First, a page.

Decision makers need good tools on which to make decisions about waste prevention and management. For this reason, the Minister for the Environment, Hon Simon Upton has approved SMURF projects which will assist decision makers.

A study of the economics of the waste industry has just reached the point of conclusion. Development of a life-cycle model for waste management is also planned.

I am pleased the educational programme addresses hazardous substances and hazardous wastes.

As you will know, the development of an integrated scheme for the management of hazardous substances is close to fruition. Simon Upton is presently considering amendments to the Hazardous Substances and New Organisms Act (HSNO) to ensure it works smoothly. He will then be in a position to announce a start-up date for Hazardous Substances side of the HSNO regime.

At the same time, the Ministry for the Environment is working on improving the way we manage hazardous wastes. The Ministry is developing a hazardous waste framework that will use the same criteria for managing risks as HSNO, so we have a seamless management system for hazardous substances and wastes. We don’t want hazardous products slipping through the cracks in any sense of the word!

It is critical for young people to know about products which can cause harm to people, animals, plants and the environment. Previously, major pollution and waste issues focused on major industries.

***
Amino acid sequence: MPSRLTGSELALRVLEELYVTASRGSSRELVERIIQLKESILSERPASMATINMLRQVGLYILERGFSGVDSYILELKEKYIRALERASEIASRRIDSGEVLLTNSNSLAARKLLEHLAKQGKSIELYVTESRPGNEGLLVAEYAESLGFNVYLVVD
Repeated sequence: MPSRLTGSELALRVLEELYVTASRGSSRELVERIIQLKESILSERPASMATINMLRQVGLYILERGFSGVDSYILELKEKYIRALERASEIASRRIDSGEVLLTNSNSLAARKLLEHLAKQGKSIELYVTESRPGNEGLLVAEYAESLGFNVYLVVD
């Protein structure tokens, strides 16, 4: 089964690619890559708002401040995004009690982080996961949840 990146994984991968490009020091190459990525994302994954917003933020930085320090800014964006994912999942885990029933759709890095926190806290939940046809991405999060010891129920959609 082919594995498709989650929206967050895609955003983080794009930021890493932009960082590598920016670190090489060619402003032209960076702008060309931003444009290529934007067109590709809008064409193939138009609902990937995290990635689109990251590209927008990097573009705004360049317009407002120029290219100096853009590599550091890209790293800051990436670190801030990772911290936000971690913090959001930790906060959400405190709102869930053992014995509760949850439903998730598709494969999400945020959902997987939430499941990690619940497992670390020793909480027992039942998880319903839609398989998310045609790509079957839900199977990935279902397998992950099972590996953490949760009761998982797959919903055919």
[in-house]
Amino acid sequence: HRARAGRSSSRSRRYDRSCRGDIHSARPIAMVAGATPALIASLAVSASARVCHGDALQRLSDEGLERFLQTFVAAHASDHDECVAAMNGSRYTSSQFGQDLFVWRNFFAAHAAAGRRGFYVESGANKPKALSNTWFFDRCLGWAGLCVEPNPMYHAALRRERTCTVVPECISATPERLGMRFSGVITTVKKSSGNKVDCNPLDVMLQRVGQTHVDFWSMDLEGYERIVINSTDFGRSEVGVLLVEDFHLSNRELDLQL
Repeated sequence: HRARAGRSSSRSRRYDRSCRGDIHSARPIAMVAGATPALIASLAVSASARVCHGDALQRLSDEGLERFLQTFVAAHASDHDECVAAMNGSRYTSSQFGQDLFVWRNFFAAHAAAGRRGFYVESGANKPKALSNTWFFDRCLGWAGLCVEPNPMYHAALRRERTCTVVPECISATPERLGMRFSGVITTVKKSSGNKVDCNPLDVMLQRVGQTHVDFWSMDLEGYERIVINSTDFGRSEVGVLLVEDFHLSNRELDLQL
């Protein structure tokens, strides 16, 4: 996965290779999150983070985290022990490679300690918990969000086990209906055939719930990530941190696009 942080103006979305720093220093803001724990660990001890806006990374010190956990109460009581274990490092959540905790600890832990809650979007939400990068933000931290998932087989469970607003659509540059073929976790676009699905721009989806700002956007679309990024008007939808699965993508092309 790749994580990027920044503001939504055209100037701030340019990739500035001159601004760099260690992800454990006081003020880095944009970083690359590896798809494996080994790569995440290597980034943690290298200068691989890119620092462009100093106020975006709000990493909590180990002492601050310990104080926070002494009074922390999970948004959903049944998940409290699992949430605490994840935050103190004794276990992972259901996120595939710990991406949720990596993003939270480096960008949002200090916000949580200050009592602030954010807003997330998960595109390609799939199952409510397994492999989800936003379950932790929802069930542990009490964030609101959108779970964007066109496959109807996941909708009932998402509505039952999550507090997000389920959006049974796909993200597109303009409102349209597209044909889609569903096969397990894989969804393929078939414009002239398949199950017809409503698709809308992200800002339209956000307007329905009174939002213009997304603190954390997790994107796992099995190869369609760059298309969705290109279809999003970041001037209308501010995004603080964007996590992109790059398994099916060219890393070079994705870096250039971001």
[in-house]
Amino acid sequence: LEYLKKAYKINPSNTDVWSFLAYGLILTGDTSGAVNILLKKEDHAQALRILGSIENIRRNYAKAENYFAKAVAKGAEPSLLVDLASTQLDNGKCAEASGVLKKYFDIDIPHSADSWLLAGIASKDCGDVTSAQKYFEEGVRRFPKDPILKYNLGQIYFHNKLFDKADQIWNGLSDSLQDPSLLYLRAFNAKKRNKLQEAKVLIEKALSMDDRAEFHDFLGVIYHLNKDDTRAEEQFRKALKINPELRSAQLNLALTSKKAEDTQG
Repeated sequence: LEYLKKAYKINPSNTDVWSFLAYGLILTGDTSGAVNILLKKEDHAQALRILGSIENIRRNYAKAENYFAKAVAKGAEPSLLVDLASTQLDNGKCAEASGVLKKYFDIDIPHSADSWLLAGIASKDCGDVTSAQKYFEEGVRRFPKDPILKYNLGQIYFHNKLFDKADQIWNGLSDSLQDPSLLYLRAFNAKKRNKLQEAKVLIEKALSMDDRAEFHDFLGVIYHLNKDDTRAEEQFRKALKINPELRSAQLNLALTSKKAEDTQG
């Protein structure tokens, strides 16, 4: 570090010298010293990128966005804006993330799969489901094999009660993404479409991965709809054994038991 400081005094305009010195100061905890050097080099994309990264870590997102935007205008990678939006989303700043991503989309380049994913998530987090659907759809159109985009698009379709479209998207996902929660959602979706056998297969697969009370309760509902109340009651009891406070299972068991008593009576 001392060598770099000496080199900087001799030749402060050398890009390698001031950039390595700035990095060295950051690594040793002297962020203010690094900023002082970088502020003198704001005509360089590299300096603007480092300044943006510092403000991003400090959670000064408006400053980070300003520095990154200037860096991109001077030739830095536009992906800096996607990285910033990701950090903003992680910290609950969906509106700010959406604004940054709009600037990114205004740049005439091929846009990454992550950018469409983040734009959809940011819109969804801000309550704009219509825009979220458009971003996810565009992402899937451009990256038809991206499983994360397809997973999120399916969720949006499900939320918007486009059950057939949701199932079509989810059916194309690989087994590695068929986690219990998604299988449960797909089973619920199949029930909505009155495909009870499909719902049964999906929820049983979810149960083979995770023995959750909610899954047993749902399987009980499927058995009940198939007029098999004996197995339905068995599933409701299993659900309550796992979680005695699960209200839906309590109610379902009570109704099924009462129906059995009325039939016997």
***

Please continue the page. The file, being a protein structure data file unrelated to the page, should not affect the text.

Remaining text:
However, consumer products can also pose risks - paint, computer terminals, batteries and used lubricating oil are just a few which need to be managed properly throughout their life cycles. We need sensible management frameworks for these products, but we also need sensible, committed and informed consumers. Treading lightly on the earth goes a long way to meeting that need.

Treading lightly on the earth is also an example of how local authorities can contribute to the implementation of the Government’s National Strategy for Environmental Education.

This Strategy was published in June 1998. It established the framework for achieving the goals and objectives of environmental education. The goal which is pursued is one where individuals and communities have the knowledge, skills and attitudes to enable them to make informed decisions which contribute towards maintaining and improving the quality of the environment.

The Strategy identifies six priority areas which were developed after an extensive consultation process. The six priorities have a number of specific actions which will be undertaken, supported and encouraged in the implementation of the strategy.

The Strategy also identifies clearly that the responsibility for the implementation of the Strategy lies the various sectors (including Central Government) who have an involvement and interest in environmental education.

One of the priority areas which has been identified has focused on schools. The Ministry of Education will soon be publishing their Guidelines for Environmental Education for schools. These guidelines will provide teachers with clear examples and suggestions on ways to integrate environmental education throughout the core curriculum strands. This resource which is being launched today will clearly be appreciated and valued by teachers who need resources to back up the guidelines.

Local government is certainly one of the key sectors involved in the implementation of environmental education. A resource such as this one is an excellent example of partnership which works.

Congratulations to all who have been involved in developing this wonderful resource. It now gives me pleasure to launch Treading lightly on the earth.


Ends